On the 3rd October, 2011, I wrote an article for Scotland’s best political blog, Betternation, entitled, ‘The use and abuse of history in the independence debate: calling all historians to the table’. In it, I made the case for Scottish historians to step up and play a part in the independence debate, if for no other reason than to debunk the myths which abound on either side of the argument. ‘Too wee, too stupid’, may seem like an outdated argument from the unionist camp, and some of you will revile at this characterisation of their position, but it is an argument that is continually employed. And harking back to the brave Scots’ patriots, the corruption and bribery of those who voted for union, and the Gaelic, Dalriada myth from the pro-independence side may, again, appear glib. But it is harked to again and again. It might often be subtle, but our national myths – our historical narrative – may I even say, ‘Scotland’s story’ – provides the framework for so many of the constitutional debates which are currently taking place in our native land. In fact, in many ways, all political parties are involved in trying to shape a story of Scotland in which they are placed into the centre of the narrative. Just think about the SNP’s claim of being, ‘Scotland’s party’. And if one takes a look at Scottish Labour’s website which has had a cosmetic make-over since the election of Johann Lamont as their leader, then you will notice that little has changed, but the saltire has been emblazoned across it like a jingoistic and slightly eccentric uncle at a family wedding.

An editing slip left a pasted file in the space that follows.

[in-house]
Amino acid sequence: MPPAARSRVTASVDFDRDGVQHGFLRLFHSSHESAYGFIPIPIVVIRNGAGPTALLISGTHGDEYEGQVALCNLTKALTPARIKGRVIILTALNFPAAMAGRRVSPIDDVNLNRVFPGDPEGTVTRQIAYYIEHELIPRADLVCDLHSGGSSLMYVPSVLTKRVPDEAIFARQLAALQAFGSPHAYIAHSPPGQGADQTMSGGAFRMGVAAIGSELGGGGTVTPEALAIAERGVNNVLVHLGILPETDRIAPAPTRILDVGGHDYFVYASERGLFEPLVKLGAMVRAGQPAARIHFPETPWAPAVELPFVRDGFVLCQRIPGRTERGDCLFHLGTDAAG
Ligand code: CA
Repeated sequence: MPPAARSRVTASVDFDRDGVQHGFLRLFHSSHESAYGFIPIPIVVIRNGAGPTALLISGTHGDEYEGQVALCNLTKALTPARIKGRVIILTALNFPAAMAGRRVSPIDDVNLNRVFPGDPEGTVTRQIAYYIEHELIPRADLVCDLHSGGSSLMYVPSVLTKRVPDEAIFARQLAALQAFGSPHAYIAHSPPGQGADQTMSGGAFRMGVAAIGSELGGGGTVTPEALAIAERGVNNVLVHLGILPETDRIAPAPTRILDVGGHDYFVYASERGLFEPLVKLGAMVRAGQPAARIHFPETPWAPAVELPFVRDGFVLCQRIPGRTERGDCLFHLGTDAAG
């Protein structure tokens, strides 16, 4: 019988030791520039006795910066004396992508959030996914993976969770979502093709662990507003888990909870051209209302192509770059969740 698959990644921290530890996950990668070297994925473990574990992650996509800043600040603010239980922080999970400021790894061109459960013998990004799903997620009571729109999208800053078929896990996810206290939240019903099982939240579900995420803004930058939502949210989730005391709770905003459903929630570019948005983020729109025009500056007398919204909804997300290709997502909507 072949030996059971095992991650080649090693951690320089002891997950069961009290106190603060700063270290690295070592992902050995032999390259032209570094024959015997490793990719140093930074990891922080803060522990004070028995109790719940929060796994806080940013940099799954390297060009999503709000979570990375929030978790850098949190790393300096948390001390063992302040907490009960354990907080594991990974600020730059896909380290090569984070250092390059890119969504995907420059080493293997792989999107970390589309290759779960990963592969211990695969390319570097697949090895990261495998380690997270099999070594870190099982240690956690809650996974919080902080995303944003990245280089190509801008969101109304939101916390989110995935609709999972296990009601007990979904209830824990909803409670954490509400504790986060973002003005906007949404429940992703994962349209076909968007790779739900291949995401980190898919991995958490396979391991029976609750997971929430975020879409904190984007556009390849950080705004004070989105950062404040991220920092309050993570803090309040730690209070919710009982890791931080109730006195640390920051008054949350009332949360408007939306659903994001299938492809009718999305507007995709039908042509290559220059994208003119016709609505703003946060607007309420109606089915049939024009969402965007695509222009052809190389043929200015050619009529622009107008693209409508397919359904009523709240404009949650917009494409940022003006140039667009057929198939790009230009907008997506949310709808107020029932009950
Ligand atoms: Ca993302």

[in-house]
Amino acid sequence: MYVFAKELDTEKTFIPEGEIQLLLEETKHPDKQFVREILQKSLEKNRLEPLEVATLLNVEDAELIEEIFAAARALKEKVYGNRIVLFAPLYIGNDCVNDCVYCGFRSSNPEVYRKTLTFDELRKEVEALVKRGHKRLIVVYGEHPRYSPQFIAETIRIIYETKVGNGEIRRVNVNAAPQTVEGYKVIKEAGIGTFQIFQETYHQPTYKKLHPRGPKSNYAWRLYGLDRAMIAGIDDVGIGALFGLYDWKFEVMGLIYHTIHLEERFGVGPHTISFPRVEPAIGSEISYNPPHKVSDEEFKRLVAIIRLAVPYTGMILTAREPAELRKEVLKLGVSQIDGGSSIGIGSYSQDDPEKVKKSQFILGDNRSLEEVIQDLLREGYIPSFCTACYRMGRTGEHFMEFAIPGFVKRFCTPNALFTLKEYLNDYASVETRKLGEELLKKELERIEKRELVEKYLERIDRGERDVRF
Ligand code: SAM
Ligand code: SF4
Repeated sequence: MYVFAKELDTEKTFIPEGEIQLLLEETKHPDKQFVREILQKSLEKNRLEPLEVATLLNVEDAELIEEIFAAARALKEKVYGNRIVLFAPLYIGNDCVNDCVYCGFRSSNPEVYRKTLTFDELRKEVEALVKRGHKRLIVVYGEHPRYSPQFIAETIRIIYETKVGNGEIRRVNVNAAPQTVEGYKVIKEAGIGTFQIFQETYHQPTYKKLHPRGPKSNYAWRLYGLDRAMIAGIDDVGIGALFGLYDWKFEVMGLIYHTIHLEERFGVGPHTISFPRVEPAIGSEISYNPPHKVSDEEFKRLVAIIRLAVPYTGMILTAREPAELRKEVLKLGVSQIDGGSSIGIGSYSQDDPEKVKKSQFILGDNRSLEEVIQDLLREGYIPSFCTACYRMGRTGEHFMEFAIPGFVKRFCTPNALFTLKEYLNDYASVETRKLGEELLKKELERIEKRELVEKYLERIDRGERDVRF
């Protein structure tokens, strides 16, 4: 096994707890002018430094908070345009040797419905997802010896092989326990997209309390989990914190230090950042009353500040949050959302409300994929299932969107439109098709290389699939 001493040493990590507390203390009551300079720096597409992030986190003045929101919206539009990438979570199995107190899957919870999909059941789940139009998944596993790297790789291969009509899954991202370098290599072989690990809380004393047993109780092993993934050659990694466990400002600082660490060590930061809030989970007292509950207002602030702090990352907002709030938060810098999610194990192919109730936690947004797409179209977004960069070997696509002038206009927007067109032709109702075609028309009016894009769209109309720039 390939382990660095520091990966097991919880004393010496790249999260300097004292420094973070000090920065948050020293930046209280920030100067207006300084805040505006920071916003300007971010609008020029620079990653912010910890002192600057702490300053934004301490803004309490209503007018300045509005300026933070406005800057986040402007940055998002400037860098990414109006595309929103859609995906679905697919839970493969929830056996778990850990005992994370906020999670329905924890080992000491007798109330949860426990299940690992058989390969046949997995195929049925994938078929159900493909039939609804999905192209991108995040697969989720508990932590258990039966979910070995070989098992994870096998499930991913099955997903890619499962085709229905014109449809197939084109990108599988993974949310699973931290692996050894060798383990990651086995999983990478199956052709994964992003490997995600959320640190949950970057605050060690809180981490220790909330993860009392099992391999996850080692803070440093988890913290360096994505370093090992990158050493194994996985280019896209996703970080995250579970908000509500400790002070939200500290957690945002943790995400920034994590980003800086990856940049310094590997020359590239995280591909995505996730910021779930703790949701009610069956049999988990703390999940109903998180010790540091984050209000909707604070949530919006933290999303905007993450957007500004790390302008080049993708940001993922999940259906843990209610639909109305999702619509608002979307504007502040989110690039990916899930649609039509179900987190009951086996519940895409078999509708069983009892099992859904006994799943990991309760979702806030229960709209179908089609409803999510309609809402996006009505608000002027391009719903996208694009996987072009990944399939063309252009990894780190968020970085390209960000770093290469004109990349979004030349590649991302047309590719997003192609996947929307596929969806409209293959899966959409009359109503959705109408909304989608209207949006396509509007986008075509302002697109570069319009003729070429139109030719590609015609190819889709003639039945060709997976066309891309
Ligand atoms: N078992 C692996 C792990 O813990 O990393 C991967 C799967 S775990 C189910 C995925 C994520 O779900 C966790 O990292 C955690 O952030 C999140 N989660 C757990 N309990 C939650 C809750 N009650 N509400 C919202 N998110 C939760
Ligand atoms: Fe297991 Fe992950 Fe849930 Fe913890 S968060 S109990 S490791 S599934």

Just a couple of days ago, on the 19th March, a historian answered my call. Boston College PHD student, Craig Gallagher, made his contribution on Betternation in an article entitled, ‘The challenge of historical preconceptions’. In it, he argued that the Darien Scheme – Scotland’s failed attempt at setting up a colony – was far more complex than the simplistic glorious failure that is so often portrayed, and as it appears in the collective consciousness of modern Scots. Gallagher claims that Darien is often harkened to as an example of what happens when the Scots are left to their own devices. In effect, the unionists cry, Scotland needs England, Scotland is indeed, ‘Too wee, too stupid’. In the comments thread, unionists and nationalists (note the small ‘n’) alike became rather heated in their responses to one another. You could be forgiven for dismissing this as the usual crass and offensive to-and-fro of political anoraks who have nothing better to do than traipse over the same old ground; over and over again. But there is something deeper going on here. If you take the time to really think about it, these are the battles – the exchanges of words – between two markedly different Scottish identities. This is not a new phenomenon and, as I argue in much of my research, it is perceptible throughout the seventeenth century. But recognising the independence debate as, at least in part, a confliction of rival identities, will, in my opinion, allow us to better understand what is going on. And if you’re partisan, as this writer is, then it may – just may – allow us to frame arguments from our respective camps which tap into the bigger picture; into the real reason certain people find the whole debate so inflammatory.
So what am I saying here. Well, not terribly much. I welcome Craig Gallagher’s contribution and commend him for what was an excellent article. I also recognise the rival Scottish identity which is currently entrenching itself, each day feeling a little more surrounded by those who would so quickly wrap themselves in a saltire. Most importantly, however, I’m making another impassioned argument for the importance of history. There is a reason why we find alzheimers – or for that matter, any other disorder where one loses their memory – so terrifying. Primarily because without memory, without a history, we are no longer who we believe ourselves to be, we are stripped of our identity. This is why history is so important in all aspects of our lives and particularly important to the ongoing Scottish constitutional debate. I just hope more historians follow Gallagher’s lead.